Among the signs Stewart suggested taking to the October 30th rally include “I disagree with you, but I’m pretty sure you’re not Hitler” and “9/11 was an Outside Job” (suitable for Rosie O’Donnell or Mahmoud Ahmadinejad). The true targets of the rally are galloping ignorance and extremism—those advocates of Bush Derangement Syndrome or Obama Derangement Syndrome—offering the reminder that if you only object to the president of your own party being compared to Hitler then you’re part of the problem.
The challenge facing Stewart and The Daily Show crew is at least as old as the quote from “The Second Coming” where Yeats complained that “the best lack all conviction, while the worst are full of passionate intensity.” Can Stewart get functional people with busy lives—the non-screamers, the non-shouters, the non-Kool-Aid drinkers—to care enough to come to a rally in Washington on a fall weekend? The answer matters because it’s a measure of the way an unrepresentative group of extremes have been able to hijack our politics and dominate the debate. Decisions in a democracy are made by people who show up: voting with their ballot, their feet and their wallet. It’s up to the moderate majority of Americans to straighten their civic backbone and demand something better and different than demagoguery.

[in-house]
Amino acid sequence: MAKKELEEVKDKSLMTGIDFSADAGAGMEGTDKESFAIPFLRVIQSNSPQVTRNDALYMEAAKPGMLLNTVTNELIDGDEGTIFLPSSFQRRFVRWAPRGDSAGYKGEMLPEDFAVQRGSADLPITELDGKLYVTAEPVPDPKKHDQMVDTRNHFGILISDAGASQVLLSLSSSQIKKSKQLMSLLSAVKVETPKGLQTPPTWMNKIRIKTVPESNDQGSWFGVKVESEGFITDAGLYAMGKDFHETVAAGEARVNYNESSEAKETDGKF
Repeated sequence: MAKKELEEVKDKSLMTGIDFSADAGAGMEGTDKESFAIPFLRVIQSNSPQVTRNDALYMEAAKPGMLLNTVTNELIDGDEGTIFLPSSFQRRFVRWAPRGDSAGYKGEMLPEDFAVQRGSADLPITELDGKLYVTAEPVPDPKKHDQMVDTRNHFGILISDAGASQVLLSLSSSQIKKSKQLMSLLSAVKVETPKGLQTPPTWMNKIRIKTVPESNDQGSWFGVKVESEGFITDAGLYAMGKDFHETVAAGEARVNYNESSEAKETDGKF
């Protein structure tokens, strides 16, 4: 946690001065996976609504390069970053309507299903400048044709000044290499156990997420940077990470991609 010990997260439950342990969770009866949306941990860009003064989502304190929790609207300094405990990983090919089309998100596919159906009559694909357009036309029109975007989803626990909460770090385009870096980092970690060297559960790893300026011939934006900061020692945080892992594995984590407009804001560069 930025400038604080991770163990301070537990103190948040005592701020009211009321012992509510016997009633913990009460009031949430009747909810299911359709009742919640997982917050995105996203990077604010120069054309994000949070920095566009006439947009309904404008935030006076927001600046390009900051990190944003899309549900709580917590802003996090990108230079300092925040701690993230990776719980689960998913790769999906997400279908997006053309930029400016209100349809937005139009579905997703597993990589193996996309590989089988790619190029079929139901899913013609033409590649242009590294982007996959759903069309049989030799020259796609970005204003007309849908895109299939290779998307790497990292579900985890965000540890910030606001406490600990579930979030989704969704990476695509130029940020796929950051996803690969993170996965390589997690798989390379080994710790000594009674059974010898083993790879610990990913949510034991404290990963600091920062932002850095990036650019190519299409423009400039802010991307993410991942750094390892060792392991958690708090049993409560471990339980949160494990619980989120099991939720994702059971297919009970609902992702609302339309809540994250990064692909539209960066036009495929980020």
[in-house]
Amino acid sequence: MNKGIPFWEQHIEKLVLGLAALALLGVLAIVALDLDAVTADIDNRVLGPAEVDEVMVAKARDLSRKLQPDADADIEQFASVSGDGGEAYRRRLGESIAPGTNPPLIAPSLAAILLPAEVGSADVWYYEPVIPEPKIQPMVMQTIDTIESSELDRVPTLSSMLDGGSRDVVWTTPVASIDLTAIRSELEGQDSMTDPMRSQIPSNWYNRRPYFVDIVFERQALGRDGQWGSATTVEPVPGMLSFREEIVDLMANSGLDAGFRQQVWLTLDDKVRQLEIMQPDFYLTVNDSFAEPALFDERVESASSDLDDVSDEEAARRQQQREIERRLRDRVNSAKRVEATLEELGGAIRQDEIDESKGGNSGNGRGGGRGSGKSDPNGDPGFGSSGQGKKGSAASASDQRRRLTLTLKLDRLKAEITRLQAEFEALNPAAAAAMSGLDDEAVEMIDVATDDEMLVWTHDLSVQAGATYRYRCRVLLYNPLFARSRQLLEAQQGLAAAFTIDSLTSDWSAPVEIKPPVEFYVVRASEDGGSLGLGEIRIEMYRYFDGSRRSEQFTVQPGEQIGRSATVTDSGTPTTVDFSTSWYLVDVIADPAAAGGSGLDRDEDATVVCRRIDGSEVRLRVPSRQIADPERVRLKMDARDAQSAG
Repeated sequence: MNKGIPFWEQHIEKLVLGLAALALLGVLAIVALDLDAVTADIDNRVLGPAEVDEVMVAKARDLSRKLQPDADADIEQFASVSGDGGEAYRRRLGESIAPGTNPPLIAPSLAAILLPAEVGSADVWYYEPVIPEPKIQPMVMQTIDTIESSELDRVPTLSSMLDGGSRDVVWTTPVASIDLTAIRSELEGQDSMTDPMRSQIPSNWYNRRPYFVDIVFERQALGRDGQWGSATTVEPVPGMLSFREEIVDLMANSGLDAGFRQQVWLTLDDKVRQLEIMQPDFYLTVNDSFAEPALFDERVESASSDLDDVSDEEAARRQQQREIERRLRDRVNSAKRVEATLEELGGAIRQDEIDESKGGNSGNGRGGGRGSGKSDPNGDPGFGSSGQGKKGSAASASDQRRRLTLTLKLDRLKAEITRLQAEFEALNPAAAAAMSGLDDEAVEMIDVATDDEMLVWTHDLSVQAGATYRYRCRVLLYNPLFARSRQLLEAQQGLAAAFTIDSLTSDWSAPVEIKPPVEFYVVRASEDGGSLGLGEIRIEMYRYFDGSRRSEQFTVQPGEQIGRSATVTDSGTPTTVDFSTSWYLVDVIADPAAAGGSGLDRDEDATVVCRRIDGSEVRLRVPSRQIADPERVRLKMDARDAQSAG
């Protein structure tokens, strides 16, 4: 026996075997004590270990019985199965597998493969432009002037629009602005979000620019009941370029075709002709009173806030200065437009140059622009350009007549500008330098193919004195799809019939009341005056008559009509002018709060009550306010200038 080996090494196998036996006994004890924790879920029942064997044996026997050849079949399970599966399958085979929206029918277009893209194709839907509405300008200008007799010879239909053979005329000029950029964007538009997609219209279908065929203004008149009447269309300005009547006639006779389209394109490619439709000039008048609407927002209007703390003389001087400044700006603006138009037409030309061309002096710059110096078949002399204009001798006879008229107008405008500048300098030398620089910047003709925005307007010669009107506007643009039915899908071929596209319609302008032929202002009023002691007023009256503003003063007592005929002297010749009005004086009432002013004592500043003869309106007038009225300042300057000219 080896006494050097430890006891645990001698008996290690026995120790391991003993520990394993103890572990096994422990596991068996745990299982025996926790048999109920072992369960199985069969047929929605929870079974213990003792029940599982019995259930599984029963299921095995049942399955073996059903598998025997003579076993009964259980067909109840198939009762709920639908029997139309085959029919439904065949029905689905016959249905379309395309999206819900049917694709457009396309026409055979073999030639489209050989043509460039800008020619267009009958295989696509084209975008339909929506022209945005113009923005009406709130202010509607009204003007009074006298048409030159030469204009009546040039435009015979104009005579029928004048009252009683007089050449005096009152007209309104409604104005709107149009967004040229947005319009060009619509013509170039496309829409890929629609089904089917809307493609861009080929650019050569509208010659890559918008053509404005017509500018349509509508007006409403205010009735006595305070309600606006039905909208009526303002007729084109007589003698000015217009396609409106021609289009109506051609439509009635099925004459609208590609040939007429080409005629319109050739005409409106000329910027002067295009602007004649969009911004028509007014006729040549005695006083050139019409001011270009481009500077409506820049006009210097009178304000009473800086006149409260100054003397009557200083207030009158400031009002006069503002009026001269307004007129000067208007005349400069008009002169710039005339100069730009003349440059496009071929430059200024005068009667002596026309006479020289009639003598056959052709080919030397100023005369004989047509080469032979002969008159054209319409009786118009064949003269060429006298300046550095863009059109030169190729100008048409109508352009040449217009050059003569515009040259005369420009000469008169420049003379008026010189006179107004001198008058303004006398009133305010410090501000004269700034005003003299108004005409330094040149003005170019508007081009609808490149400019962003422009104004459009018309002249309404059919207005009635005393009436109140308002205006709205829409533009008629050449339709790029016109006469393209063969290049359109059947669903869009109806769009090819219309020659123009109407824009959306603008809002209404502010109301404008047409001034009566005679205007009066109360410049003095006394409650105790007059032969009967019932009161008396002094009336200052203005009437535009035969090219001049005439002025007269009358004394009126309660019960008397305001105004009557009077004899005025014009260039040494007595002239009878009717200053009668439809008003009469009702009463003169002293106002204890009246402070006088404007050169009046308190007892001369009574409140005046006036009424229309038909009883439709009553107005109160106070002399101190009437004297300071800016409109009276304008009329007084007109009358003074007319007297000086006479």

Humor, after all, is a social corrective against arrogance, ignorance and pretension. Those qualities are never in short supply when it comes to politics. But the rise of comedians as trusted voices of sanity in a hyper-partisan era should be a wake up call to journalists that we need to take our jobs a hell of a lot more seriously.